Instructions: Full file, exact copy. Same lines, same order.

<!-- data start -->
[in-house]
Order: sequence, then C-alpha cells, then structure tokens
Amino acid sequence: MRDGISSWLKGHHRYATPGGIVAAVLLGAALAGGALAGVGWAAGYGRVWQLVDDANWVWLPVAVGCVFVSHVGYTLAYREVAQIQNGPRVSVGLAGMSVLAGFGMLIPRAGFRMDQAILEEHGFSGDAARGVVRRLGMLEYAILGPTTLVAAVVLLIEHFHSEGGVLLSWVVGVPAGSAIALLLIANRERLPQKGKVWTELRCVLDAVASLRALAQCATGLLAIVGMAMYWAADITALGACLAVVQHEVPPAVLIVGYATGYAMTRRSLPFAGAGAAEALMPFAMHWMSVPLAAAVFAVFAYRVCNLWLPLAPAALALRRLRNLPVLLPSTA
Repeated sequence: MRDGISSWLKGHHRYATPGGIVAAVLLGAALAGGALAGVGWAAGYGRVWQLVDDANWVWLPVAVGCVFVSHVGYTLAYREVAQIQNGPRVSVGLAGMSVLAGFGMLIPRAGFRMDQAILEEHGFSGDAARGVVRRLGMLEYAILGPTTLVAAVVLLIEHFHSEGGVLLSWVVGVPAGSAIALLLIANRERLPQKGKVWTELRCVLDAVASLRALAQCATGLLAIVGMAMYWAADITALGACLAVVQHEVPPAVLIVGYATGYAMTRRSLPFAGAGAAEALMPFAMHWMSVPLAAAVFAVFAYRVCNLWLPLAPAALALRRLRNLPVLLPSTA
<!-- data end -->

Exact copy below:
[in-house]
Order: sequence, then C-alpha cells, then structure tokens
Amino acid sequence: MRDGISSWLKGHHRYATPGGIVAAVLLGAALAGGALAGVGWAAGYGRVWQLVDDANWVWLPVAVGCVFVSHVGYTLAYREVAQIQNGPRVSVGLAGMSVLAGFGMLIPRAGFRMDQAILEEHGFSGDAARGVVRRLGMLEYAILGPTTLVAAVVLLIEHFHSEGGVLLSWVVGVPAGSAIALLLIANRERLPQKGKVWTELRCVLDAVASLRALAQCATGLLAIVGMAMYWAADITALGACLAVVQHEVPPAVLIVGYATGYAMTRRSLPFAGAGAAEALMPFAMHWMSVPLAAAVFAVFAYRVCNLWLPLAPAALALRRLRNLPVLLPSTA
Repeated sequence: MRDGISSWLKGHHRYATPGGIVAAVLLGAALAGGALAGVGWAAGYGRVWQLVDDANWVWLPVAVGCVFVSHVGYTLAYREVAQIQNGPRVSVGLAGMSVLAGFGMLIPRAGFRMDQAILEEHGFSGDAARGVVRRLGMLEYAILGPTTLVAAVVLLIEHFHSEGGVLLSWVVGVPAGSAIALLLIANRERLPQKGKVWTELRCVLDAVASLRALAQCATGLLAIVGMAMYWAADITALGACLAVVQHEVPPAVLIVGYATGYAMTRRSLPFAGAGAAEALMPFAMHWMSVPLAAAVFAVFAYRVCNLWLPLAPAALALRRLRNLPVLLPSTA